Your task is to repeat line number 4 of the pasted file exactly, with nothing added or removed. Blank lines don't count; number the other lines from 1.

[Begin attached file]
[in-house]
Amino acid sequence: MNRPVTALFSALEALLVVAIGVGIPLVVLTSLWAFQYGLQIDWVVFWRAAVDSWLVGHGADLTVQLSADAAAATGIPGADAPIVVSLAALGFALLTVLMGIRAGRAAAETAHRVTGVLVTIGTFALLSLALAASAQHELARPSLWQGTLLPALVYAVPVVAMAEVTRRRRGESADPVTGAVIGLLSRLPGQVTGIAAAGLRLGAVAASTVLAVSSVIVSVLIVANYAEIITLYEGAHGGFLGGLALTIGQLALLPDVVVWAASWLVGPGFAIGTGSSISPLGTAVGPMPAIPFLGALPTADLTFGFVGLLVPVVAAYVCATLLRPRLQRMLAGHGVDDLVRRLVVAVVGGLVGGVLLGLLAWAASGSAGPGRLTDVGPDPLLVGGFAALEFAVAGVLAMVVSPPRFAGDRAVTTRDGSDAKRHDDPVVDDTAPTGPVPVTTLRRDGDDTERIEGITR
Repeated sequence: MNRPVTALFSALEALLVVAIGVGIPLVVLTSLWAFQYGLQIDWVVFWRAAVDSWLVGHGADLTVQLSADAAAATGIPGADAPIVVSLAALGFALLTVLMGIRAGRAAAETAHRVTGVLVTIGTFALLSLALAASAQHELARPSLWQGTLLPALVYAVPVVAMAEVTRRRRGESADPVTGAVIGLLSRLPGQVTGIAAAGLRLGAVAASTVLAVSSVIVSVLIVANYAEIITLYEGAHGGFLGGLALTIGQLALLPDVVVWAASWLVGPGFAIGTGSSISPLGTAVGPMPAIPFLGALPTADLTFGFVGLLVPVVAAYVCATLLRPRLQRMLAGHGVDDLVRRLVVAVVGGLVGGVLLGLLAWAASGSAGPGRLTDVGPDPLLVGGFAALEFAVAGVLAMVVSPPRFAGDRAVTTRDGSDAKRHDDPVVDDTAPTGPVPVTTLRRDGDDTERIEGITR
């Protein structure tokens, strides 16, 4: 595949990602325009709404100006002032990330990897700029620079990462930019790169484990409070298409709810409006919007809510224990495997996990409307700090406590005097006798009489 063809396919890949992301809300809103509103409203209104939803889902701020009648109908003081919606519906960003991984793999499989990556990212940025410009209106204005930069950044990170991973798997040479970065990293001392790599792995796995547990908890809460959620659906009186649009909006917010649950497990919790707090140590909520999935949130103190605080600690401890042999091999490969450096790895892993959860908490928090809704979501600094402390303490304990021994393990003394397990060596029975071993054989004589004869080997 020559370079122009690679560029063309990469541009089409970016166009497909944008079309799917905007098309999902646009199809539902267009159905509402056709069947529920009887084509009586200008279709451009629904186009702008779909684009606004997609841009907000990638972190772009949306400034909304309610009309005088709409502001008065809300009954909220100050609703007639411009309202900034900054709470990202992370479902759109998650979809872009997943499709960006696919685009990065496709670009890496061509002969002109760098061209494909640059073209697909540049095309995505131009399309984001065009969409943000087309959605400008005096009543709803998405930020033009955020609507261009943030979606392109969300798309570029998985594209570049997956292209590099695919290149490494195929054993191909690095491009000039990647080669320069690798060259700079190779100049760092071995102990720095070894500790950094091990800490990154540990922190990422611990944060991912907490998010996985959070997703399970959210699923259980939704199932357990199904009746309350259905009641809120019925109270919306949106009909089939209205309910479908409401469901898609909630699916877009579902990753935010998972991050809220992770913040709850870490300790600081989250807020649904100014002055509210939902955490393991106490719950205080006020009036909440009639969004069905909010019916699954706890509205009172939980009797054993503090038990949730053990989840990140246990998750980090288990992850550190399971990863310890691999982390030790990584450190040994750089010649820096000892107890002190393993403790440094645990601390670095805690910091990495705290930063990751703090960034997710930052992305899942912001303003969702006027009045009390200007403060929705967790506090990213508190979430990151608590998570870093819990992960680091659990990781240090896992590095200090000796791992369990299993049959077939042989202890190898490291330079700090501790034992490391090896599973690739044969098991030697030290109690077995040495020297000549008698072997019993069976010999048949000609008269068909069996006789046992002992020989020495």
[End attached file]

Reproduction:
């Protein structure tokens, strides 16, 4: 595949990602325009709404100006002032990330990897700029620079990462930019790169484990409070298409709810409006919007809510224990495997996990409307700090406590005097006798009489 063809396919890949992301809300809103509103409203209104939803889902701020009648109908003081919606519906960003991984793999499989990556990212940025410009209106204005930069950044990170991973798997040479970065990293001392790599792995796995547990908890809460959620659906009186649009909006917010649950497990919790707090140590909520999935949130103190605080600690401890042999091999490969450096790895892993959860908490928090809704979501600094402390303490304990021994393990003394397990060596029975071993054989004589004869080997 020559370079122009690679560029063309990469541009089409970016166009497909944008079309799917905007098309999902646009199809539902267009159905509402056709069947529920009887084509009586200008279709451009629904186009702008779909684009606004997609841009907000990638972190772009949306400034909304309610009309005088709409502001008065809300009954909220100050609703007639411009309202900034900054709470990202992370479902759109998650979809872009997943499709960006696919685009990065496709670009890496061509002969002109760098061209494909640059073209697909540049095309995505131009399309984001065009969409943000087309959605400008005096009543709803998405930020033009955020609507261009943030979606392109969300798309570029998985594209570049997956292209590099695919290149490494195929054993191909690095491009000039990647080669320069690798060259700079190779100049760092071995102990720095070894500790950094091990800490990154540990922190990422611990944060991912907490998010996985959070997703399970959210699923259980939704199932357990199904009746309350259905009641809120019925109270919306949106009909089939209205309910479908409401469901898609909630699916877009579902990753935010998972991050809220992770913040709850870490300790600081989250807020649904100014002055509210939902955490393991106490719950205080006020009036909440009639969004069905909010019916699954706890509205009172939980009797054993503090038990949730053990989840990140246990998750980090288990992850550190399971990863310890691999982390030790990584450190040994750089010649820096000892107890002190393993403790440094645990601390670095805690910091990495705290930063990751703090960034997710930052992305899942912001303003969702006027009045009390200007403060929705967790506090990213508190979430990151608590998570870093819990992960680091659990990781240090896992590095200090000796791992369990299993049959077939042989202890190898490291330079700090501790034992490391090896599973690739044969098991030697030290109690077995040495020297000549008698072997019993069976010999048949000609008269068909069996006789046992002992020989020495």